XX Wheeler Avenue, Toronto
Lyrical Leaf Publications
Photos courtesy of Merridy Cox
This 8-page booklet is an example of a personalized catalogue of trees growing at a private address in Toronto.
Would you like to know the species of trees on your property? Contact Lyrical Leaf Publications.
This service is available for private property only in the Toronto area.
FRONT OF HOUSE
The Norway maple, native to Europe, has leaves that look very much like the native sugar maple, which is on the Canadian flag. Norway maples are hardy and have been planted extensively around Toronto. They are now considered an invasive alien, as they have spread into ravines and the countryside. As a city tree, they are shady and have lovely spring flowers.
In the fall the leaves turn yellow and may be edged with brown or green.
The seeds of the maple are double helicopter wings, called a samara. In a Norway maple, the two wings of the samara are wide spread. Squirrels like to eat maple keys as the sap is somewhat sweet.
(Prunus virginiana var.)
The lovely cherry tree in the front lawn has a smooth grey trunk and lovely red leaves. This is likely a cultivar related to the native chokecherry tree, perhaps a Schubert cherry. If so, the spring flowers will be held in elongated clusters.
The neighbour’s ash tree leans over the front of the property, shading the garden and the street.
Recently, it has been heavily pruned so that more sunlight reaches the house.
Ash trees are susceptible to insect damage, and this tree has been inoculated by the City of Toronto and given a label on the street side.
Ash have compound leaves with five to nine leaflets.
Ash have narrow samara or winged fruit, somewhat similar to the maple, but hanging together in clumps. They look rather like the shape of a canoe paddle blade.
BACK OF HOUSE
The only tree actually rooted in the back garden in a large lilac with a high canopy.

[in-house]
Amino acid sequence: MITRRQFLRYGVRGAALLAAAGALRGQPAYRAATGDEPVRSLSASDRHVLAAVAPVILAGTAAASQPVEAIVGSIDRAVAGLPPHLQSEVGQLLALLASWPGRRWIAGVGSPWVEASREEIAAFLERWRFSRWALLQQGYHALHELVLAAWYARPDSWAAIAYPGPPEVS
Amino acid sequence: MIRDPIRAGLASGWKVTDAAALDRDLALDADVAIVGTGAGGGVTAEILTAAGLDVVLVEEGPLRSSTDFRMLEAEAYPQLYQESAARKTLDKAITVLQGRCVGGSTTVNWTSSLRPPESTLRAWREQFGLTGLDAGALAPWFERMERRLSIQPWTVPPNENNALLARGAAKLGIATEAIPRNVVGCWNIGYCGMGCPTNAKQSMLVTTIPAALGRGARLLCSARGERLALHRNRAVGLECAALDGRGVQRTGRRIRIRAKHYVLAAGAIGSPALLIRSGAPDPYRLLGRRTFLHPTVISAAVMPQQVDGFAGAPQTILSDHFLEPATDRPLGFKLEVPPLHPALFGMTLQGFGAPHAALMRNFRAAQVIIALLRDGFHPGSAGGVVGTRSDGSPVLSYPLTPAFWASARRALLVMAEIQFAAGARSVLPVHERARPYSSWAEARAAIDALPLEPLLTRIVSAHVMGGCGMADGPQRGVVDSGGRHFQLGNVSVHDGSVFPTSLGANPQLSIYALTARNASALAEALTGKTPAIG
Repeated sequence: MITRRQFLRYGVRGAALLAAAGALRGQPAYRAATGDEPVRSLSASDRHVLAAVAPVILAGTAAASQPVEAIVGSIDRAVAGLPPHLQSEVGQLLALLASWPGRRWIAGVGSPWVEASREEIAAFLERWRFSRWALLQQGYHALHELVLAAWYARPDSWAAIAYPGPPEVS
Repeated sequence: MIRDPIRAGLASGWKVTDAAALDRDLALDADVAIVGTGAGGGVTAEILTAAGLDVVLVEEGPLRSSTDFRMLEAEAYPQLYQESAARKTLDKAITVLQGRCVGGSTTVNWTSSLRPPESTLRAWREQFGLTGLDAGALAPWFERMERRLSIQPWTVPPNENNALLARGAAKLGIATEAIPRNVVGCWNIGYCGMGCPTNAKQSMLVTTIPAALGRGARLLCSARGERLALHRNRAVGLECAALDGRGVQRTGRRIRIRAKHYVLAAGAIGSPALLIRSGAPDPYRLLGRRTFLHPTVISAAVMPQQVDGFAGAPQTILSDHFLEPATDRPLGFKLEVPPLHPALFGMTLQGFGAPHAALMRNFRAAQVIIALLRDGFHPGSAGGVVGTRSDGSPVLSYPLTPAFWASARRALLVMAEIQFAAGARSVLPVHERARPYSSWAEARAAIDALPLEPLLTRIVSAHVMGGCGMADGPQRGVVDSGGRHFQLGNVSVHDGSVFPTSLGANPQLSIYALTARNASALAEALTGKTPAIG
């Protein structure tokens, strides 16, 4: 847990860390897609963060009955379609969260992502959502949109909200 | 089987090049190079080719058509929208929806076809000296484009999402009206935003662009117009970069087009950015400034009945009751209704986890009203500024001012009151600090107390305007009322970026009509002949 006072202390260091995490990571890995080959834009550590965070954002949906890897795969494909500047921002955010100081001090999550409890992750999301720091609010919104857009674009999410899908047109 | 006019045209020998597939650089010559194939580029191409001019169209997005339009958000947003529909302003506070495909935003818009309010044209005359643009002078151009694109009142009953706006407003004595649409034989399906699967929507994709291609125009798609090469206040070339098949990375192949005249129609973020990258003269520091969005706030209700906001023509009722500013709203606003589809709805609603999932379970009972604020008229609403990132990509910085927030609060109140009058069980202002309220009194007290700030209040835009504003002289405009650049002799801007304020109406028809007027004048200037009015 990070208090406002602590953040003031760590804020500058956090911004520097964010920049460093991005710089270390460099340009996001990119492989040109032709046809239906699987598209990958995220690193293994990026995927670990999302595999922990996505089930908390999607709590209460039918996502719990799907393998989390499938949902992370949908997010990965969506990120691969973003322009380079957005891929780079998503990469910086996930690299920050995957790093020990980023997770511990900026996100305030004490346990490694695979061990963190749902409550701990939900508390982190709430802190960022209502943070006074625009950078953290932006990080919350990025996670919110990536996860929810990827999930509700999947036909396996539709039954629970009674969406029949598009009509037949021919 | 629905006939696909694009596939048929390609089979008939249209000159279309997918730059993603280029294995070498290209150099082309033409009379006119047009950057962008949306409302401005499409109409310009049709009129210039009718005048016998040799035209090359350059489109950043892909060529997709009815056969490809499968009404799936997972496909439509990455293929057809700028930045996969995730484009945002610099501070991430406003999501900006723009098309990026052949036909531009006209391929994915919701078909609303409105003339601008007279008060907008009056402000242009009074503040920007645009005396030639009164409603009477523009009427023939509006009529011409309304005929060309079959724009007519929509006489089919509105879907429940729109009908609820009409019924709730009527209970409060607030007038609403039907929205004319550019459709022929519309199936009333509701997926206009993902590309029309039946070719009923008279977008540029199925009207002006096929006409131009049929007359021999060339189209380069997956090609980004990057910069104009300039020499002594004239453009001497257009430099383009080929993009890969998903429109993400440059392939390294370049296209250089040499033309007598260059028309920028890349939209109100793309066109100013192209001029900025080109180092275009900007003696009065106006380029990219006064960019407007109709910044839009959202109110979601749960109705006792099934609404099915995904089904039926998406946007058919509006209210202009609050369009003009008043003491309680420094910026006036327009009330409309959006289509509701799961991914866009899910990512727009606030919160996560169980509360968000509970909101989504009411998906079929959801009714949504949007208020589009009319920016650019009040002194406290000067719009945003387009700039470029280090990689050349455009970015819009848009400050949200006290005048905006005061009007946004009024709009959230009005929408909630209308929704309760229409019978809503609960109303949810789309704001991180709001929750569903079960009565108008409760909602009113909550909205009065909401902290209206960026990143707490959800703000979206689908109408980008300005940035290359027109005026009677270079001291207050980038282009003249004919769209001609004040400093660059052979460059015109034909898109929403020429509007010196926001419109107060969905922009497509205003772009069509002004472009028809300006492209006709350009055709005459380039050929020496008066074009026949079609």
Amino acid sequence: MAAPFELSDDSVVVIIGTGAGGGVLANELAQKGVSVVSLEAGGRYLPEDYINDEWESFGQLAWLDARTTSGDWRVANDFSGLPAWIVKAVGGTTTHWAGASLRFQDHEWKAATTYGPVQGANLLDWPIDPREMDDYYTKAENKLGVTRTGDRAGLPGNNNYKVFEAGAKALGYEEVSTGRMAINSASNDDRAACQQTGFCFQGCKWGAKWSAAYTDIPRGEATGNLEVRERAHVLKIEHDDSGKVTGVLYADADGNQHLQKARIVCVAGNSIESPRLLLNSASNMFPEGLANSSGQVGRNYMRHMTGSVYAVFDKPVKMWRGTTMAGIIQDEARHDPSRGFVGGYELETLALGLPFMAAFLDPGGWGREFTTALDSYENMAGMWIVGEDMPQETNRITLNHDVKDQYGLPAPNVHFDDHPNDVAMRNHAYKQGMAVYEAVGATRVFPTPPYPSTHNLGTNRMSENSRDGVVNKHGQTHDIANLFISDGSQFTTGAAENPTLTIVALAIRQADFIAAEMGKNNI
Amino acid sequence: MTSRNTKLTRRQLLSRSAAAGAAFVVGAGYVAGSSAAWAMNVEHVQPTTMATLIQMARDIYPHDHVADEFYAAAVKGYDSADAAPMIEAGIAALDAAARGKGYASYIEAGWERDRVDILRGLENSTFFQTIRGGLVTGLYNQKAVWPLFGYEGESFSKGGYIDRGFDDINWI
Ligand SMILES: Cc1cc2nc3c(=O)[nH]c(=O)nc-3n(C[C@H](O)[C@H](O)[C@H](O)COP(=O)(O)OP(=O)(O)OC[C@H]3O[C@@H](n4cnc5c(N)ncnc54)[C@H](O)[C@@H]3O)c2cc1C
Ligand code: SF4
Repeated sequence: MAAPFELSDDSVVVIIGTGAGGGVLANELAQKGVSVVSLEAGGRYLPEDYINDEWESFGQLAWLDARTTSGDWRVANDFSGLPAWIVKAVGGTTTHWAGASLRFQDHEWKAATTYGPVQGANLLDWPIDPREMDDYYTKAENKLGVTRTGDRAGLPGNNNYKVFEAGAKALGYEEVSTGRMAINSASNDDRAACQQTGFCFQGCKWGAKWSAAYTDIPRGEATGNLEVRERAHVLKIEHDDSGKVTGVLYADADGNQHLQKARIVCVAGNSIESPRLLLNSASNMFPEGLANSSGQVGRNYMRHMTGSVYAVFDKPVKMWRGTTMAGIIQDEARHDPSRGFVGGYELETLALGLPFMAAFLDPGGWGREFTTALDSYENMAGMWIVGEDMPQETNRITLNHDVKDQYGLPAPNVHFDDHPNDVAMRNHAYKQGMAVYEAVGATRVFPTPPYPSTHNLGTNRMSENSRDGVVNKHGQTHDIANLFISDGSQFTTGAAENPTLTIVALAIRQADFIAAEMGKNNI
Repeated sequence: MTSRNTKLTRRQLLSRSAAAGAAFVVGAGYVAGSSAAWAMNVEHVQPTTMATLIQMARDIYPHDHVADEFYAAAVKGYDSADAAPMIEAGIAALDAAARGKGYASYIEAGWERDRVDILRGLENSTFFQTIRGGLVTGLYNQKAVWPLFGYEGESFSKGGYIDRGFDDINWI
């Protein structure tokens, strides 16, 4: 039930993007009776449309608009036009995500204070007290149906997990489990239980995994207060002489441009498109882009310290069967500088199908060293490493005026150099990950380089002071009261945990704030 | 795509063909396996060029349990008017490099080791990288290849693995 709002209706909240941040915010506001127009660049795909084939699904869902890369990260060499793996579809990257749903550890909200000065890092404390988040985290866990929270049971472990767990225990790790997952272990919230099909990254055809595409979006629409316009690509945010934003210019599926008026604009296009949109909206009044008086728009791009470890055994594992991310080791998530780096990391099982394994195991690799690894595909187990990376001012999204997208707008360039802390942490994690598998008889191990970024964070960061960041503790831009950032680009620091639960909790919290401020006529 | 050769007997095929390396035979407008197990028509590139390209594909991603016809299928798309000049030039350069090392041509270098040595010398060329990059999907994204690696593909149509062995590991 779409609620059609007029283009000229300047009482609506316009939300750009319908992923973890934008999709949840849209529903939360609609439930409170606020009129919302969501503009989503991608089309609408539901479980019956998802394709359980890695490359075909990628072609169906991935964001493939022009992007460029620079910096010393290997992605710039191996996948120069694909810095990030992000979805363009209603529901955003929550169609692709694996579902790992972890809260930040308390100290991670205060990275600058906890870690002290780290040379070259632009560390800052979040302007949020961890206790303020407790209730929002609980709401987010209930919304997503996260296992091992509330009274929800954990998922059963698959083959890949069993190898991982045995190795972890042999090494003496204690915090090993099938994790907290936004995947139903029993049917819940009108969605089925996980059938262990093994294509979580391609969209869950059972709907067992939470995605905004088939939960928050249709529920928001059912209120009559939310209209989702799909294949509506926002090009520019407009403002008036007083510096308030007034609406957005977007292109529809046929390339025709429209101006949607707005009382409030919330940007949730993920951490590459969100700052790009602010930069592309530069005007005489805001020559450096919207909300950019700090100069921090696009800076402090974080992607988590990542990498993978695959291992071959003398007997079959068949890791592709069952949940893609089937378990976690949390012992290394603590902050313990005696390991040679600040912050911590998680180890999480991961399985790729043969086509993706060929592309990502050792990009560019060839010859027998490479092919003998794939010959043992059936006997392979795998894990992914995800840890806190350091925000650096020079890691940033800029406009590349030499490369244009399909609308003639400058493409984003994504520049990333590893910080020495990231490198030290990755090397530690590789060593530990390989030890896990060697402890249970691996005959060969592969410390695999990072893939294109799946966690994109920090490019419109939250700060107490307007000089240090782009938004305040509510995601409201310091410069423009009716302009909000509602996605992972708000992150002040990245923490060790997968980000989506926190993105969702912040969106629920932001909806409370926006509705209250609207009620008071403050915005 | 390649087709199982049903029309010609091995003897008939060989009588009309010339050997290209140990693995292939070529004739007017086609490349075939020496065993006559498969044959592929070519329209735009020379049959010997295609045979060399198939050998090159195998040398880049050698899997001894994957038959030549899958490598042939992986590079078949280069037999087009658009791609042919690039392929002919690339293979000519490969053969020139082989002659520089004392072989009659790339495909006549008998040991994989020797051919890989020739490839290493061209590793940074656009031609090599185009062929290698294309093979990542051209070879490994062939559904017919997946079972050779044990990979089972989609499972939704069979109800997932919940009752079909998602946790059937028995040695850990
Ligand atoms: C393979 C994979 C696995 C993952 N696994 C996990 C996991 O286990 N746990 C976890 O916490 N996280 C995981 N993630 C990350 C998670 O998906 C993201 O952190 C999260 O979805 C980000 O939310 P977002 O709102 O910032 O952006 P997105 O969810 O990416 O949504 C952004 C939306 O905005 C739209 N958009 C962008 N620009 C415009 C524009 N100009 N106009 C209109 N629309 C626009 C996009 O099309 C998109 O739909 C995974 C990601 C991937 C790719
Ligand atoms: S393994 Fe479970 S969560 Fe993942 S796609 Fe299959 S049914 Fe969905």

Lilac are easy to grow and were commonly planted around the dwellings of pioneering families in Ontario. This lilac may have been one of the original plantings after the house was built.
In spring, the flowers have a lovely scent and attract butterflies.
The other trees in the back of the house grow in the neighbours’ yards, but their canopies provide shade and visual interest. They are home to many birds, squirrels and sometimes, raccoons.
Northern White Cedar
The cedar has flat, scaly leaves and small brown cones. It is an evergreen, but loses some leaves every winter. Cedars provide an aromatic, cooling effect in a garden. Cedars are often used as hedge trees, but left alone they can grow very tall.
Cardinals love to nest in cedars, as do English Sparrows. This cedar grows up between the houses and has been used as a road for raccoons to climb onto the neighbour’s roof.
The black alder was imported from Europe. The tree has the ability to pull nitrogen out of the soil, which helps nearby plants to grow. Root nodules contain nitrogen-fixing bacteria. Alder bark contains the precursor to salicylic acid, or aspirin.
It has leaves similar to elm, sometimes with double teeth along the edge, sometimes with a blunt tip. Native alders grow as scrubby trees along the edges of wetlands. The tree growing across the back fence, however, is over three storeys tall.
The alder grows catkins early in the spring, and these produce fruits that resemble little pinecones.
This alder grows over the back fence of the garden.
The horse chestnut grows along the south side of the garden, just over the fence. It has leaves resembling the spokes of a wheel, with large wedge-shaped leaflets.
The glory of the horse chestnut is the flowers that follow after the new leaves emerge like green hands. The flowers are large and beautiful enough to inspire springtime romance.
In the late summer and early fall, green fruit with tough, spiny spikes grow along the old flower stalks. Squirrels like to cut the chestnut fruits and open them on the ground. The nuts are a brilliant reddish-brown colour with a large, dull grey “eye.”
Young children love to collect and play with chestnuts or “conkers.” There is an expression about jokes that have been heard time and again since childhood: “That’s an old chestnut!”
The Chinese elm was introduced as an ornamental good for creating hedges. Left to grow, however, they get tall. Such is the tree in the garden to the south, which has a high canopy of small leaves. Chinese elm may also be grown as bonsai.
The Chinese elm is resistant to Dutch elm disease, which has decimated the gracious American elms that used to shade our streets and country roads. The leaves of the Chinese elm are much smaller than our American elms.
Elms also have a samara fruit, but the wings encompass the seed in a circle or pie-plate shape.